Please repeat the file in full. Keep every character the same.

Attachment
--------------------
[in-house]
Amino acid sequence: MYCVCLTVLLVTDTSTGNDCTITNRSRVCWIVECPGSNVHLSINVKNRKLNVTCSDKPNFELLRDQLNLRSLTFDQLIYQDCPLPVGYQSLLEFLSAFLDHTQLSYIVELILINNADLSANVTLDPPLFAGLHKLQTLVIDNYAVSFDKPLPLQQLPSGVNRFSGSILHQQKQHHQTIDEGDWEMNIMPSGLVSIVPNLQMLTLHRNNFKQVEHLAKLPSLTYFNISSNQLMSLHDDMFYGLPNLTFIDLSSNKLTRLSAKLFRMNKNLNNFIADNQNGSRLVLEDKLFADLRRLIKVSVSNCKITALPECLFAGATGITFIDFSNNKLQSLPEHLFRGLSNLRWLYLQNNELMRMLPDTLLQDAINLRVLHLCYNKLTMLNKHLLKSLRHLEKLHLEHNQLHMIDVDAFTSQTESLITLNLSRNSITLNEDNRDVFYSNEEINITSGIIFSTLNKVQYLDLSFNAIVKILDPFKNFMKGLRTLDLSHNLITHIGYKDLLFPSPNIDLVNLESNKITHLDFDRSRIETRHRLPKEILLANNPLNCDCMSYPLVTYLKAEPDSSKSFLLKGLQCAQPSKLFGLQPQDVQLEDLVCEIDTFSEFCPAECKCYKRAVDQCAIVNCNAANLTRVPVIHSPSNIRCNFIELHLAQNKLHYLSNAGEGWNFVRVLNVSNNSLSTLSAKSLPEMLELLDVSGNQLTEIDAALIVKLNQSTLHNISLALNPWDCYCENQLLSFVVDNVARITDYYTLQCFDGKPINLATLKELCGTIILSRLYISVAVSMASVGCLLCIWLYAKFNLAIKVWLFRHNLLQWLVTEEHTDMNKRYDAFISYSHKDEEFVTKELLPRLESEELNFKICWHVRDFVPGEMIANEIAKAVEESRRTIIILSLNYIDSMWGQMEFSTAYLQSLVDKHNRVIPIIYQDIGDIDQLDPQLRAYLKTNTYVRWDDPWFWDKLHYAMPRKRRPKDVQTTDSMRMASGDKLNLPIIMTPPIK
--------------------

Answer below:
[in-house]
Amino acid sequence: MYCVCLTVLLVTDTSTGNDCTITNRSRVCWIVECPGSNVHLSINVKNRKLNVTCSDKPNFELLRDQLNLRSLTFDQLIYQDCPLPVGYQSLLEFLSAFLDHTQLSYIVELILINNADLSANVTLDPPLFAGLHKLQTLVIDNYAVSFDKPLPLQQLPSGVNRFSGSILHQQKQHHQTIDEGDWEMNIMPSGLVSIVPNLQMLTLHRNNFKQVEHLAKLPSLTYFNISSNQLMSLHDDMFYGLPNLTFIDLSSNKLTRLSAKLFRMNKNLNNFIADNQNGSRLVLEDKLFADLRRLIKVSVSNCKITALPECLFAGATGITFIDFSNNKLQSLPEHLFRGLSNLRWLYLQNNELMRMLPDTLLQDAINLRVLHLCYNKLTMLNKHLLKSLRHLEKLHLEHNQLHMIDVDAFTSQTESLITLNLSRNSITLNEDNRDVFYSNEEINITSGIIFSTLNKVQYLDLSFNAIVKILDPFKNFMKGLRTLDLSHNLITHIGYKDLLFPSPNIDLVNLESNKITHLDFDRSRIETRHRLPKEILLANNPLNCDCMSYPLVTYLKAEPDSSKSFLLKGLQCAQPSKLFGLQPQDVQLEDLVCEIDTFSEFCPAECKCYKRAVDQCAIVNCNAANLTRVPVIHSPSNIRCNFIELHLAQNKLHYLSNAGEGWNFVRVLNVSNNSLSTLSAKSLPEMLELLDVSGNQLTEIDAALIVKLNQSTLHNISLALNPWDCYCENQLLSFVVDNVARITDYYTLQCFDGKPINLATLKELCGTIILSRLYISVAVSMASVGCLLCIWLYAKFNLAIKVWLFRHNLLQWLVTEEHTDMNKRYDAFISYSHKDEEFVTKELLPRLESEELNFKICWHVRDFVPGEMIANEIAKAVEESRRTIIILSLNYIDSMWGQMEFSTAYLQSLVDKHNRVIPIIYQDIGDIDQLDPQLRAYLKTNTYVRWDDPWFWDKLHYAMPRKRRPKDVQTTDSMRMASGDKLNLPIIMTPPIK